Working at the camp was a great experience. It was interesting to see that throughout all cultures, you find the same tendencies, personality types, and interactions among children. Still, the kids here were different then most Americans. One of the stations of the camp was reading, where the kids read to counselors or vice-versa. Most of these kids don’t have a large collection of books at home and don’t experience the one-on-one reading attention we were providing them. Growing up, my parents and grandparents would read with me everyday–it really made me think about what a difference this makes in a child’s life.
Guest Post: Mary Fay- Volunteering at an Orphanage in the Dominican Republic15 07 2010
Mary Fay is a rising honor junior at American University. In the fall of 2009 Mary served as an intern at Joint Council. Mary’s commitment to serving children has continued since her internship. In May Mary participated in an Orphanage Outreach project in the Dominican Republic. The below is her thoughts following her return to the United States.
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Mary Fay: Guest Blog Post
From May 22-29, I participated in the volunteer program Orphanage Outreach in the Dominican Republic. The orphanage is located in the town of Monti Cristi, the first place that I’ve ever been to with mostly unpaved roads, mosquito-netted beds, and absolutely no air conditioning to escape the hot weather. Although this town was underdeveloped and poor by my standards, the people of Monti Cristi, along with the kids in the orphanage, appeared content and comfortable. In fact, the orphanage makes great efforts to contribute to the wellbeing of the community. One way they did this was through developing the Boys and Grisl English Institute where both kids from the orphanage and kids from the town can go to learn the English language. During my week with orphanage outreach, the other volunteers and I worked as counselors at the summer English camp at the institute.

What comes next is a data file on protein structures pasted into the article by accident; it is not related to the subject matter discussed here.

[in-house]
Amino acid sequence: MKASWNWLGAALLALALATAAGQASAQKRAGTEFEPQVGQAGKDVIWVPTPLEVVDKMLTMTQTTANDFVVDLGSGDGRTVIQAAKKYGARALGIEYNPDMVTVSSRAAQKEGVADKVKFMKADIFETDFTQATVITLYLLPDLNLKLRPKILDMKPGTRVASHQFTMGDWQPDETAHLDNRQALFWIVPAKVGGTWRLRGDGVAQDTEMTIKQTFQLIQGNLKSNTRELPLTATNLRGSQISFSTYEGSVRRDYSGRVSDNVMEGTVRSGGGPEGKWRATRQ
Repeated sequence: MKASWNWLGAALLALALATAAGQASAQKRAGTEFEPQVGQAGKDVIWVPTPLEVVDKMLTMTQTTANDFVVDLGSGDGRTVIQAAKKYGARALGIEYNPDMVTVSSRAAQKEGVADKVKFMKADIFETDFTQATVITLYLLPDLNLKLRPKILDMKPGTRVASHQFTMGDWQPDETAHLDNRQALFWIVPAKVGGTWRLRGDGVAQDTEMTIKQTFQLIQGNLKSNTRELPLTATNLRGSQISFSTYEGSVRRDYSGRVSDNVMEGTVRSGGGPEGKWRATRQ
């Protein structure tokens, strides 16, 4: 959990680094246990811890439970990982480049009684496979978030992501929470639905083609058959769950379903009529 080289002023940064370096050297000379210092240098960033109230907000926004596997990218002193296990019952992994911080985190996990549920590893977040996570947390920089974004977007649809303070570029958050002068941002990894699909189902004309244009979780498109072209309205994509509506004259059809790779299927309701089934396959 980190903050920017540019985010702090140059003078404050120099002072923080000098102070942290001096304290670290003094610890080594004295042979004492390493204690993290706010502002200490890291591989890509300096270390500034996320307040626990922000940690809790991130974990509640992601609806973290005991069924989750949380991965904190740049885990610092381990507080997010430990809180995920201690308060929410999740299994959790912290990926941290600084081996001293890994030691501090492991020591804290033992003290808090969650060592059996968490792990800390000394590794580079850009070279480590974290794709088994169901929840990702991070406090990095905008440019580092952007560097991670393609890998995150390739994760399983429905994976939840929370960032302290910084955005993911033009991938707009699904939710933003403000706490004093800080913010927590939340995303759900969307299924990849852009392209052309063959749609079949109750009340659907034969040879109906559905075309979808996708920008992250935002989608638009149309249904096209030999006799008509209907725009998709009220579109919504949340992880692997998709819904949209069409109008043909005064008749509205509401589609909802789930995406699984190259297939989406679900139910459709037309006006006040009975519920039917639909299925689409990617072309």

We worked at the camp for two hours each morning and two hours each afternoon, then spent time at the orphanage. We got to play with the kids there and get to know the other volunteers and long-term interns. To my surprise, the kids were very independent and in no way seemed lonely or needy. This orphanage did a gerat job of making the kids feel at home and part of a family there, so that when people came to visit, they were just joining the great program that was already there.
The Dominican culture was a great thing to experience. It was awesome to see how people found so much meaning in life without the distractions of our commercialism. In many ways, I wish American culture was more like that. I would definitely suggest going on this trip or a trip to another orphanage for a lifechanging experience.